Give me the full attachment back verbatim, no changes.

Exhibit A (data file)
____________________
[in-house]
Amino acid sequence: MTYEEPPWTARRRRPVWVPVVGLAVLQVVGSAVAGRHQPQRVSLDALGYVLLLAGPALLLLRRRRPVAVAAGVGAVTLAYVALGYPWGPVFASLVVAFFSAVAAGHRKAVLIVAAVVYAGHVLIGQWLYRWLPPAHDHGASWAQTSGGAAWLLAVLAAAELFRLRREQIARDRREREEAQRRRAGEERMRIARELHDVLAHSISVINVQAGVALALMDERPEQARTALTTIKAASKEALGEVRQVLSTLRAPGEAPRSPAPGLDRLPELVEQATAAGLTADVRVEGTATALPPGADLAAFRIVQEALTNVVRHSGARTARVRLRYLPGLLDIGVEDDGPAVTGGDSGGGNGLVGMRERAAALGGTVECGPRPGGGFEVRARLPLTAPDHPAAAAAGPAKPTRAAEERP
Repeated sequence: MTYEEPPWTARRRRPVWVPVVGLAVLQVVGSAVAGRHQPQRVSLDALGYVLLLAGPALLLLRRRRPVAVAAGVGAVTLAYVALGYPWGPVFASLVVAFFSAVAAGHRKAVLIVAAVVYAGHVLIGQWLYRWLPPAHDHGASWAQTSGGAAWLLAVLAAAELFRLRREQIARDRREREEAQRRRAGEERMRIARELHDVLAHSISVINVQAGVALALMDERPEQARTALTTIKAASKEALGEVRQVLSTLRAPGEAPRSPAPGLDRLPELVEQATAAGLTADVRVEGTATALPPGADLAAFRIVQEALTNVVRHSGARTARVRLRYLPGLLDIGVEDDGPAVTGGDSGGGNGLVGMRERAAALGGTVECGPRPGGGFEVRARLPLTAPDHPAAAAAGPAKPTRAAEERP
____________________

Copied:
[in-house]
Amino acid sequence: MTYEEPPWTARRRRPVWVPVVGLAVLQVVGSAVAGRHQPQRVSLDALGYVLLLAGPALLLLRRRRPVAVAAGVGAVTLAYVALGYPWGPVFASLVVAFFSAVAAGHRKAVLIVAAVVYAGHVLIGQWLYRWLPPAHDHGASWAQTSGGAAWLLAVLAAAELFRLRREQIARDRREREEAQRRRAGEERMRIARELHDVLAHSISVINVQAGVALALMDERPEQARTALTTIKAASKEALGEVRQVLSTLRAPGEAPRSPAPGLDRLPELVEQATAAGLTADVRVEGTATALPPGADLAAFRIVQEALTNVVRHSGARTARVRLRYLPGLLDIGVEDDGPAVTGGDSGGGNGLVGMRERAAALGGTVECGPRPGGGFEVRARLPLTAPDHPAAAAAGPAKPTRAAEERP
Repeated sequence: MTYEEPPWTARRRRPVWVPVVGLAVLQVVGSAVAGRHQPQRVSLDALGYVLLLAGPALLLLRRRRPVAVAAGVGAVTLAYVALGYPWGPVFASLVVAFFSAVAAGHRKAVLIVAAVVYAGHVLIGQWLYRWLPPAHDHGASWAQTSGGAAWLLAVLAAAELFRLRREQIARDRREREEAQRRRAGEERMRIARELHDVLAHSISVINVQAGVALALMDERPEQARTALTTIKAASKEALGEVRQVLSTLRAPGEAPRSPAPGLDRLPELVEQATAAGLTADVRVEGTATALPPGADLAAFRIVQEALTNVVRHSGARTARVRLRYLPGLLDIGVEDDGPAVTGGDSGGGNGLVGMRERAAALGGTVECGPRPGGGFEVRARLPLTAPDHPAAAAAGPAKPTRAAEERP